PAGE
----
Time (growing up) and the reality of living life has hit and hit hard. Very hard.
But I realize something that has made me feel a lot better about where I am. I'm still not significantly interested in election politics. I don't believe that my vote actually counts on the presidential level and I'm still undecided on if it counts locally. I wasn't registered to vote when my fellow townspeople twice voted down a school budget that would have increased property taxes 8% but that would have also kept interscholastic sports--I'm not sure my vote would have counted to pass the vote as it seems the overwhelming majority voted against it. I can't say I blame them for voting against it either because times are indeed hard and it seems like every day I see a newly boarded house. People are really struggling. What I did realize was that I am intensely interested in the politics that affect women and children, especially women and children of color, on a smaller, day-to-day scale. I've been fortunate to find a few blogs that inform me and and allow me to engage in dialog which as a stay-at-home mom is invaluable. It's often hard to stay current and intellectually sitimulated. when chasing around a 3 year old and a very active 7 month old (hey, the doctor just told me my heart rate is slow which is something they usually see in very athletic people--since I'm the antithesis of an athlete, I must be doing a heck of a lot of running around) and it's even harder to stay intellectually stimulated (I spent about 5 minutes the other day trying to convince Z1 that the orange popsicle was really just as good as the red one and another 2 minutes today trying to convince him to not put his pants on backwards which he did anyway). It's really great to read, learn and feel connected again even if I'm not a visible, outspoken Revolutionary and even if I'm in a sleep-deprived place where I cannot formulate heady, educated, thought-provoking responses to topics that are put forth.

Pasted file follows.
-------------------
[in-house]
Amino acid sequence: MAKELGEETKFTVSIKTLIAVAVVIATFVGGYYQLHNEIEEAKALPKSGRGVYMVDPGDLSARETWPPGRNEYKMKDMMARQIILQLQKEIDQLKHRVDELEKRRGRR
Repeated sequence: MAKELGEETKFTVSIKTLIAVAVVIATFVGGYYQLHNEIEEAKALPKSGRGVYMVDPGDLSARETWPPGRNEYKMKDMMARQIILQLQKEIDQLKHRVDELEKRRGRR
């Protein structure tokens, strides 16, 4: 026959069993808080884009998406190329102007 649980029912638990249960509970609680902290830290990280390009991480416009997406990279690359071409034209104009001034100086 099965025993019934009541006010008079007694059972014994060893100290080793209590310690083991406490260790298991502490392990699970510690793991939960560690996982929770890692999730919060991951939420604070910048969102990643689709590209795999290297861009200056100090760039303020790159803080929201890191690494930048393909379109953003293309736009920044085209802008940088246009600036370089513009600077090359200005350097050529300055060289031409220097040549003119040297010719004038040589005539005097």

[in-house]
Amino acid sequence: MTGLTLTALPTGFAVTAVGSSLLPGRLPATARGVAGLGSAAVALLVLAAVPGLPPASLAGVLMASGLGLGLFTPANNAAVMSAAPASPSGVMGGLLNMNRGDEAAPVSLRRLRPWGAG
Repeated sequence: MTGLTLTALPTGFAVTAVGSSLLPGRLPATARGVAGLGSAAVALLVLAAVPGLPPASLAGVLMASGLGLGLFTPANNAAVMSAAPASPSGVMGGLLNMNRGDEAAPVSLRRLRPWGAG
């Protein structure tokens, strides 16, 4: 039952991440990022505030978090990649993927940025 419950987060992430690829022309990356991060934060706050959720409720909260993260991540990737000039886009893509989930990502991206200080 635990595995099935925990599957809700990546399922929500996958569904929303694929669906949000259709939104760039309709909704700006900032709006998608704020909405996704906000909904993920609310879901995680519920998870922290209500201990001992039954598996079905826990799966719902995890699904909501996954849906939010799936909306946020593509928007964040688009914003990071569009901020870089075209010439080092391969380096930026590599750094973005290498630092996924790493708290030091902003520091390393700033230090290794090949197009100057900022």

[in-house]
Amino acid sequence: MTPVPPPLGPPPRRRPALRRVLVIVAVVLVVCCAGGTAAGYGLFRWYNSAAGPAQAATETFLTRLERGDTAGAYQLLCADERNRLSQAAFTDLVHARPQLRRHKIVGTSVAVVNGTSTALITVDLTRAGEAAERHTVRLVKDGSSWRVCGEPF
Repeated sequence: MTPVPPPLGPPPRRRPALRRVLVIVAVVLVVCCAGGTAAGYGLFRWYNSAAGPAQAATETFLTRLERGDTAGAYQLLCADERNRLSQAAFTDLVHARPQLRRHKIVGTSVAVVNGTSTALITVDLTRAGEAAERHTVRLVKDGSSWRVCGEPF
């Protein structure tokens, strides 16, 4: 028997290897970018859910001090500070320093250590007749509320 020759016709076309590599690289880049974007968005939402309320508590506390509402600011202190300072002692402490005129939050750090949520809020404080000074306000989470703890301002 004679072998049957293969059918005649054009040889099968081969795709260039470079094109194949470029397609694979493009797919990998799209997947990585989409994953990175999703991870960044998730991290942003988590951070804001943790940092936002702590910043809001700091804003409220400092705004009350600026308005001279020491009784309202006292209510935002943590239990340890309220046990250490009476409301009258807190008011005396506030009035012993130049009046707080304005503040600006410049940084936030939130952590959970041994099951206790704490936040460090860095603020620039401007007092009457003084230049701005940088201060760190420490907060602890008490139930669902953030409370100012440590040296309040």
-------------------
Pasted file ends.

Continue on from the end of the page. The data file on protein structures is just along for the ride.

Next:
I no longer feel that the revolution is going to be this grand scale event. It's going to happen on a very small scale and may even go unnoticed by those who have willfully blinded their third eye. Gil Scott Heron said it first: The Revolution will not be televised and I posit that you probably won't get an e-mail about it or find it posted about on your favorite message board/blog. The first and most important revolution, after all, begins inside. I feel like my work mothering and being a wife is indeed revolutionary. I'm grateful for these resources that support that.